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2020 NFL Draft Prospects: TEs Group 'Solid Class' but No Guarantee of 1st-Rounder

View photos of potential running backs the Vikings can select in the 2020 NFL Draft. Read the full story HERE.

In the lead-up to the 2020 NFL Draft, is taking a position-by-position look at prospects who have garnered a range of attention from national outlets. The series will include rankings by national outlets, stats and background information for multiple prospects. We'll also include comments that experts shared during interviews.

Vikings Status at the TE Position

Minnesota is returning four of its five tight ends from the 2019 season: Kyle Rudolph, Irv Smith, Jr., Tyler Conklin and Brandon Dillon. The Vikings released 2016 draft pick David Morgan.

The Vikings inked Rudolph to an extension in 2019 to keep the veteran tight end in Minnesota, and he made splash plays in multiple key games last season, including the game-winning touchdown catch in overtime in the Wild Card game at New Orleans.

After Minnesota selected Smith in the second round of the 2019 NFL Draft, the rookie stepped in and made an impact throughout his first pro season. His first pro touchdown occurred in Week 11 and helped spark Minnesota's late-game comeback victory over Denver.

A fifth-round draft pick in 2018, Conklin primarily contributed on special teams in his first two seasons but did see an uptick in offensive participation in 2019.

The Vikings signed Dillon as an undrafted rookie out of Marian University (Indiana) last spring. He played seven snaps in Minnesota's season opener against Atlanta before being added to the practice squad, where he remained for the rest of the season.

About the expert

For tight ends, we reached out to NFL Network analyst Brian Billick, who coached tight ends for the Vikings from 1992-93 and served as Minnesota's offensive coordinator from 1994-98. During that time, the Vikings made six playoff appearances and in 1998 set a then-NFL record for most points scored in a season (556) and a team record for touchdown passes (41).

Billick then transitioned to head coach of the Ravens; he held that role from 1999-2007, during which he led Baltimore to a Super Bowl XXXV win.

Prior to Billick's coaching career, he played tight end himself at Brigham Young University, where he earned All-WAC honors in 1976.

Follow him on Twitter @CoachBillick for his expert analysis.

While the Vikings don't have a pressing need at tight end, we asked Billick for his thoughts on one prospect who likely will be one of the first off the board and another prospect who could add some value for a team on Day 2 or 3. Billick's evaluation of Notre Dame's Cole Kmet and Florida Atlantic's Harrison Bryant are included below.

We also asked Billick to provide his thoughts on the 2020 tight ends draft class as a whole. He emphasized that the tight end position is "becoming more and more marquee" and that a team needs to have a talented one to be at its best offensively.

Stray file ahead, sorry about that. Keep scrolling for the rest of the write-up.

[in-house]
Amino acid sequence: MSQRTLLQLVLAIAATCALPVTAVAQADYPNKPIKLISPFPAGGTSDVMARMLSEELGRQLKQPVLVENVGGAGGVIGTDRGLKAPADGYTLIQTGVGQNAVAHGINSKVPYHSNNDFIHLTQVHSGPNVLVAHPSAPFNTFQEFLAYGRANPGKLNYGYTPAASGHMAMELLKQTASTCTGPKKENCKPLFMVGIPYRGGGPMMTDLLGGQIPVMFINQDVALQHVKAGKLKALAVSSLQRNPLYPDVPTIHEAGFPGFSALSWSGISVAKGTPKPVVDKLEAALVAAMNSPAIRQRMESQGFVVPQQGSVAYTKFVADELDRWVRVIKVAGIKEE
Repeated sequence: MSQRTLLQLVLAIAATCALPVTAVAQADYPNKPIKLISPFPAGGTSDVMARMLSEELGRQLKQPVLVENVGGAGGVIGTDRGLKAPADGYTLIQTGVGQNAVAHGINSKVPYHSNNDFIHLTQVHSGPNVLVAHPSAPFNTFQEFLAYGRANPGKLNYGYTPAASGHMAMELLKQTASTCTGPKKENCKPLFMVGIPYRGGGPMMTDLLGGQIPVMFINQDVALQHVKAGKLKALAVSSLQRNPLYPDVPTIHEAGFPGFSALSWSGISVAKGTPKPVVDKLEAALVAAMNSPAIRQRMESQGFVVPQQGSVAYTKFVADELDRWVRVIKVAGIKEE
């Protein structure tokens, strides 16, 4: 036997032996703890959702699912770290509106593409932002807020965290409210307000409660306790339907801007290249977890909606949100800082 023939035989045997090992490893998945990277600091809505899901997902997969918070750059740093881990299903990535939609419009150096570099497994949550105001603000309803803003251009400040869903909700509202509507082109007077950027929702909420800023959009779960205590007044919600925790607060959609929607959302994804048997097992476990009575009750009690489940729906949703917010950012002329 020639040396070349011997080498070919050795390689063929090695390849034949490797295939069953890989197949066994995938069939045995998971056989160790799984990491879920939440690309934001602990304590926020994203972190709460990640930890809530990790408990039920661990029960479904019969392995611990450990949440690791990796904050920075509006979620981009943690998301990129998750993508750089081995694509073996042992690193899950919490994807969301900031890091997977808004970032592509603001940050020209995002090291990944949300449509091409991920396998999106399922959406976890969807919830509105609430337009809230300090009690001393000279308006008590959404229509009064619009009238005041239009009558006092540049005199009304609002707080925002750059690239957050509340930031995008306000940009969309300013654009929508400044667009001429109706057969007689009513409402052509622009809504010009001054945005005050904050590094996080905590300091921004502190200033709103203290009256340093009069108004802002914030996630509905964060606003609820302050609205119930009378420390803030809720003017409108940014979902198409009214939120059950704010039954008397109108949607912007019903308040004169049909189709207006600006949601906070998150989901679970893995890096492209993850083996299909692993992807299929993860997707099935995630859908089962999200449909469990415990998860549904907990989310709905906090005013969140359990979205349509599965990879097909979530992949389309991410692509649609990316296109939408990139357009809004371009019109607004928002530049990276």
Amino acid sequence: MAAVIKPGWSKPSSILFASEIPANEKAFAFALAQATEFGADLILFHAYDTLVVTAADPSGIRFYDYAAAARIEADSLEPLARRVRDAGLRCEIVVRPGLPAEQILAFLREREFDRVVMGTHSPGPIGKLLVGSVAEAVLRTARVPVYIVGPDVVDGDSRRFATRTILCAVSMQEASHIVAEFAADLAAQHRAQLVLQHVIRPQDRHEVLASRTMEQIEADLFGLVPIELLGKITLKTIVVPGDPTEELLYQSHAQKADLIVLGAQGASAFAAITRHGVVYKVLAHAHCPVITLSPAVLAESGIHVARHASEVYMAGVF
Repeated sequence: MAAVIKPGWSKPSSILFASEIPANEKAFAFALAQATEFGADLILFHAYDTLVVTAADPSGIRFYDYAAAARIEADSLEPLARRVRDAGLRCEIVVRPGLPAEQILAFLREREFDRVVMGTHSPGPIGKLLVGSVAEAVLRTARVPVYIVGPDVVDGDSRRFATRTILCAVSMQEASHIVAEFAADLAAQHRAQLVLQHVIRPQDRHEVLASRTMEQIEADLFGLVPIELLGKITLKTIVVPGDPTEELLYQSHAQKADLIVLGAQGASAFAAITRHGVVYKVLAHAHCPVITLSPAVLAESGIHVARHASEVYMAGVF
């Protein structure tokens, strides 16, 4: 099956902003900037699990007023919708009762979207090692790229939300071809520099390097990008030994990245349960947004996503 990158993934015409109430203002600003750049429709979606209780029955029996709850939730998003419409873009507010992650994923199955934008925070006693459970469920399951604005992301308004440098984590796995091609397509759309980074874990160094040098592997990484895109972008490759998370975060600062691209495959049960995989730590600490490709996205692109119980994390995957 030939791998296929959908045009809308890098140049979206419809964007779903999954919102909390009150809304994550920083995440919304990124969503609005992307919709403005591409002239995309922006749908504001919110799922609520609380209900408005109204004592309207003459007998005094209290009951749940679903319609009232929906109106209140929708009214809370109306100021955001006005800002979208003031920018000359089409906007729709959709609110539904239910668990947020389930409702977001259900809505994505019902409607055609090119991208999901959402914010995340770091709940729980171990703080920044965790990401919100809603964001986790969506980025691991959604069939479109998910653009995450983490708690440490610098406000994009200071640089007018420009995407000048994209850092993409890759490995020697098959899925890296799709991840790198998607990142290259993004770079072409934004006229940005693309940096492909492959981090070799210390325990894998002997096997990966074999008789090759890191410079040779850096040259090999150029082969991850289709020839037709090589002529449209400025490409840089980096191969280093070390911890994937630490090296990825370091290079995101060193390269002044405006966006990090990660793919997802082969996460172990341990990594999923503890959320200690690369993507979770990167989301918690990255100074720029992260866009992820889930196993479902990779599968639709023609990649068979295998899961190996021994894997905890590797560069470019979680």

"They are a premium; they're more and more athletic, because they're asked to do more and more now, as opposed to the point-of-attack tight ends. As the game has changed, they seem to have increased in value," Billick said. "And this is a good, solid class. … I don't know if there's as many guys in the first round as we've seen [in past drafts]. And I don't know how that goes. Everybody's going to have their different opinions in how they view that.

"But this group, for whatever reason, it doesn't seem to have as strong a group," Billick added. "I'm not sure any of these guys right now – they could work themselves into it – are going to be a first-round selection. And that could change."

He said that all of the touted tight ends in this year's class have degrees of athleticism teams are seeking.

"That's the element everybody's looking for, to have that size and have that ability either with their speed or their body position to be able to come up with the ball," Billick said. "That's what you're looking for. Because your tight end is likely to be the best matchup on the field for you – whether they try to put a safety on him or maybe a bigger corner … that's going to be your best matchup on the field."

Position Rankings's Daniel Jeremiah currently has just one tight end in his overall Top 50: 41. Cole Kmet

ESPN's Mel Kiper, Jr., did not list a tight end in his overall Top 25.

PFF included five TEs in its overall Top 100: 36. Hunter Bryant, 53. Brycen Hopkins, 86. Adam Trautman, 96. Kmet, 97. Cheyenne O'Grady

Positional rankings by's Bucky Brooks, ESPN's Mel Kiper, Jr., analytics site Pro Football Focus and The Athletic's Dane Brugler impacted the players listed for this series. Rankings by each are noted under each prospect.

Tight Ends

Cole Kmet

School: Notre Dame | Year: Jr. | Ht: 6-foot-6 | Wt. 262 pounds

Rankings: No. 1 TE by Brooks and Kiper; No. 2 by Brugler; No. 7 by PFF